Party Johnson wraps a baited hook in a fanu leaf. He says a prayer, ties the little parcel loosely to a rock with nylon line, and drops it into the sea.
Here, outside the reef, the water is calm and electric blue. Wisps of cloud hang in a bright sky. The sun beats on our fiberglass boat. We are anchored near to a row of motu, in view of their white-sand shores, coconut trees, and aquamarine inlets. Party jerks the line to free the rock, then turns to me with the sunburnt eyes of a fisherman and the contented smile of a person who enjoys being alive.
“The life is good here. I have been outside,” he says, referring to the world out there, across the sea, “but I always want to come back.”
Then he makes a joke about my snack-sized fish – the only one I caught in the seven hours we have been at sea, and he helped me – and he laughs a happy laugh.
‘Here’ is Manihiki, the second-to-northernmost island in the Cook Islands - 1160 kilometres from Rarotonga, four hours by plane. Manihiki is actually a ring of islets wrapped around a large lagoon, 11 by 12 kilometres wide. Two of its islets, Tauhunu and Ngake, are inhabited. To travel between their villages, Tauhunu and Tukao, takes 15 minutes in a motored boat. Both villages are visions of paradise.
In its bays and along its shorelines, Manihiki’s lagoon is teal and translucent. Coconut trees sprout from every inch of unoccupied land. Pigs and chickens dawdle across roads of white sand and coral; pora homes, with thatched roofs and no walls, sit atop lawns planted with the green of the tropics. Birds glide through blue skies.
The people are quintessential Polynesians, kind and generous and lovely to their core. Possessing as they do the hospitable spirit all island people seem to inherit, they spoil visitors. People I have yet to meet offer me gifts – sacks of husked nimata, uto, bananas, homemade bread, bags bulging with pawpaw, plates piled high with fresh fish.
“Apii told us they made chicken last night and you just ate the fish,” Party tells me one afternoon. “So now we know you like fish, so when we smoke it we will bring some for our little sister. Any time you want to have some fish, you let us know.”
In Tauhunu I stay in a self-contained, over-water bungalow that belongs to Kora and Nancy Kora, who extend disarming hospitality. One of them drops by every day to check on me, make sure I have enough cornflakes, and deliver a home-cooked dinner.
In the village of Tukao, the hosts are different but the hospitality is the same. Tamuera and Nitika Karaponga welcome me into their home, feed me, invite me to join them at parties and functions. Their gorgeous daughter Bella obligingly walks with me through the village, pointing out the school, the shop, and which families live in which homes. This, incidentally, does not take long. Just over 100 people live permanently in Tukao. About 130 live in Tauhunu.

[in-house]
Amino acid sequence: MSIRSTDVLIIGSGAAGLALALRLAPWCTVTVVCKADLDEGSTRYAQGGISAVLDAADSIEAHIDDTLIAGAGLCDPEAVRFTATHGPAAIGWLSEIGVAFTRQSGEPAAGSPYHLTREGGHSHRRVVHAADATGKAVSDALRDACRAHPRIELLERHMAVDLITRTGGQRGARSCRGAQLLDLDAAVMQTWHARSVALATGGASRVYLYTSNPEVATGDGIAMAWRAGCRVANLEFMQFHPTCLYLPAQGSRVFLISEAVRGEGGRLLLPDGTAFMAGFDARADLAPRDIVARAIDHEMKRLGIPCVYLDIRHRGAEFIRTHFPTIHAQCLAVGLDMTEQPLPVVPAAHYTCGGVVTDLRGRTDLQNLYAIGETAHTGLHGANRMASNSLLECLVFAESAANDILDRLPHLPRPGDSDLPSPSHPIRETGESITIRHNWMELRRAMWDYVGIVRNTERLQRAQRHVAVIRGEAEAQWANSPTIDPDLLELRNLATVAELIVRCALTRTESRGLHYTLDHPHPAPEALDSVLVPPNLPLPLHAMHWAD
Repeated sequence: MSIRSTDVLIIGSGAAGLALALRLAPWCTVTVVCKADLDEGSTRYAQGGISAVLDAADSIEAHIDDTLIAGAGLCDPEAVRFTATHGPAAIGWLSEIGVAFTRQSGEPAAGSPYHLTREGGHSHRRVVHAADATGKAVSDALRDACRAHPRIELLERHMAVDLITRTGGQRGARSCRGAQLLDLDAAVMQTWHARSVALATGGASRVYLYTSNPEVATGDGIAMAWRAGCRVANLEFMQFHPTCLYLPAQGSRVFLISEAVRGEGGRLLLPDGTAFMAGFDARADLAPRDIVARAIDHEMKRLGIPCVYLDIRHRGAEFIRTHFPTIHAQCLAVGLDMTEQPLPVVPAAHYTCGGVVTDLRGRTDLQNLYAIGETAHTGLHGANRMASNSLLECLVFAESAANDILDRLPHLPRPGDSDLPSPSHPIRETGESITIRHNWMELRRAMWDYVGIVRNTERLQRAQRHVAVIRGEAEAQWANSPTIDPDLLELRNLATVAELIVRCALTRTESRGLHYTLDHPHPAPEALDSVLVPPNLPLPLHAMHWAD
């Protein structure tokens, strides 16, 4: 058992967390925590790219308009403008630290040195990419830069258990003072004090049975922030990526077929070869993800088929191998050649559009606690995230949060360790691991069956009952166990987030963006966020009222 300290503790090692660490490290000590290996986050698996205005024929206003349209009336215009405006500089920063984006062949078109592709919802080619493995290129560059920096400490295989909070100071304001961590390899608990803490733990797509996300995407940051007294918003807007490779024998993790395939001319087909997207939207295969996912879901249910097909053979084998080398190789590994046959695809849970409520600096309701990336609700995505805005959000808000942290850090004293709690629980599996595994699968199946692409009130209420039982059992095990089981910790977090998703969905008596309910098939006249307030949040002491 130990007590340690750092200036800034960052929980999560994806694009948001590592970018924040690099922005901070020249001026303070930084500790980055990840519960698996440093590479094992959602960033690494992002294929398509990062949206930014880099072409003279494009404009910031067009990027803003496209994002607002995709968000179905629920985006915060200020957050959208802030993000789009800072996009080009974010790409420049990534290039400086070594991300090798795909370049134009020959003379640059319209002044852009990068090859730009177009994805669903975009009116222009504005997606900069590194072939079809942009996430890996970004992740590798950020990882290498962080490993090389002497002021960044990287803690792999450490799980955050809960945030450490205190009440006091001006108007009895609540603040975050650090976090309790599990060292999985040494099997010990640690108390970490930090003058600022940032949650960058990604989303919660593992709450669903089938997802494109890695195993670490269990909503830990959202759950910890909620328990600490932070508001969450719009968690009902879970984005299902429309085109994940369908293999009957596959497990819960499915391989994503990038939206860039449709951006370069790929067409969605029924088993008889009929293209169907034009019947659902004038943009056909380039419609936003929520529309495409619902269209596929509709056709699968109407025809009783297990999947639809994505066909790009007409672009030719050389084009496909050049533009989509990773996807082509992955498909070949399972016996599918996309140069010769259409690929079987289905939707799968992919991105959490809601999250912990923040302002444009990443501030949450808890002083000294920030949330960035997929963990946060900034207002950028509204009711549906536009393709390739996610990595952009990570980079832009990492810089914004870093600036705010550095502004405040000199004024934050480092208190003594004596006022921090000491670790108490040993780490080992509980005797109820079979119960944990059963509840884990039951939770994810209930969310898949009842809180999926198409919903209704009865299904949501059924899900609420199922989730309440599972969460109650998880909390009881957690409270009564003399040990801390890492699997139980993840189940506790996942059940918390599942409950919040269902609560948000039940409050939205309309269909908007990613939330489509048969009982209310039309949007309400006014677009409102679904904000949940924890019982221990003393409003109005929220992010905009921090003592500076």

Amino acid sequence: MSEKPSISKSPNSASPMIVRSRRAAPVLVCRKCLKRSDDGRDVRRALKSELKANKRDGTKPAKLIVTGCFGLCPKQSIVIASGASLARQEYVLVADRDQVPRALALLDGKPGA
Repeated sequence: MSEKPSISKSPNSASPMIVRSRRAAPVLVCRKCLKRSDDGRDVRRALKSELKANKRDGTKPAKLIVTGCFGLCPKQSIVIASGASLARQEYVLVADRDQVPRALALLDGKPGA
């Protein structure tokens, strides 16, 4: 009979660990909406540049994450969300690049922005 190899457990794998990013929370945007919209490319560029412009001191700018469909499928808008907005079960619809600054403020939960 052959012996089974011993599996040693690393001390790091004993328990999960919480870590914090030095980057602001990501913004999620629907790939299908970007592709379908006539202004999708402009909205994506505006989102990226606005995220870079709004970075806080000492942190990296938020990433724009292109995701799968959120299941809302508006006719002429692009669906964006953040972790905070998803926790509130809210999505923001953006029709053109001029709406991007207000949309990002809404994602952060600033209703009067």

In 1996, the combined population of both villages was nearly 670 and appeared to be increasing. At the time, Manihiki was riding a wave of recent success. The cultured black pearl industry was born in the early 80s, and before long Manihiki was producing 90 per cent of the country’s most profitable export: Cook Islands black pearls. By 2000, Manihiki pearls were earning up to $18 million a year. People were moving back to their ancestors’ island to start pearl farms.
But in 1997, Cyclone Martin hit, destroying 85 per cent of habitable homes, claiming 19 lives and interrupting hundreds more. It was the most tragic weather event in recorded Cook Islands history.
More than two-thirds of Manihiki’s people were evacuated. For varied reasons, many never returned home. Some people chose to rebuild their homes and farms. Then, three years later, they were again devastated, this time by a nasty outbreak of Vibro Harvey, a bacterial disease that destroyed 70 percent of the island’s oyster stocks. By the time they had recovered, the economy was in recession and pearl prices had plummeted.
People gave up and left in search of opportunity. Today, about 240 remain.
On Manihiki, people know each other (or, more accurately, are related to each other). There are none of the arbitrary boundaries that exist amongst city folk, who cross paths on the road, each pretending not to notice the other. All passersby acknowledge one other. Children I have never seen before call my name, wave, grin. I’m invited to play on a netball team and in a volleyball tournament, to be part of a fishing competition, to go to Rakahanga – an island of 90 people, two hours by boat across the open sea. I’m invited to the former Member of Parliament’s home for lunches, dinners, and an umukai after church. I’m invited into homes for meals. I’m invited to birthday parties.
Eyebrows rose when I told people on Rarotonga I’d be going to Manihiki for five weeks. There was concern that I wouldn’t have enough food – it had been more than four months since a cargo ship called into the atoll – and that I would be insufferably bored. I wondered about this unfounded concern, offered mostly by people who had never been to Manihiki. Still, I packed a chilly bin full of tinned and dried food and loaded my hard drive with movies. It was unnecessary: when I left Manihiki, I had plenty of leftover food and I had watched only one movie.
I had everything I needed, and more: fresh fish; copious coconuts; a waterfront bungalow for reading, writing, waking to the light of the sunrise, and nodding off to the metronomic sound of the lagoon lapping at the shore below the deck.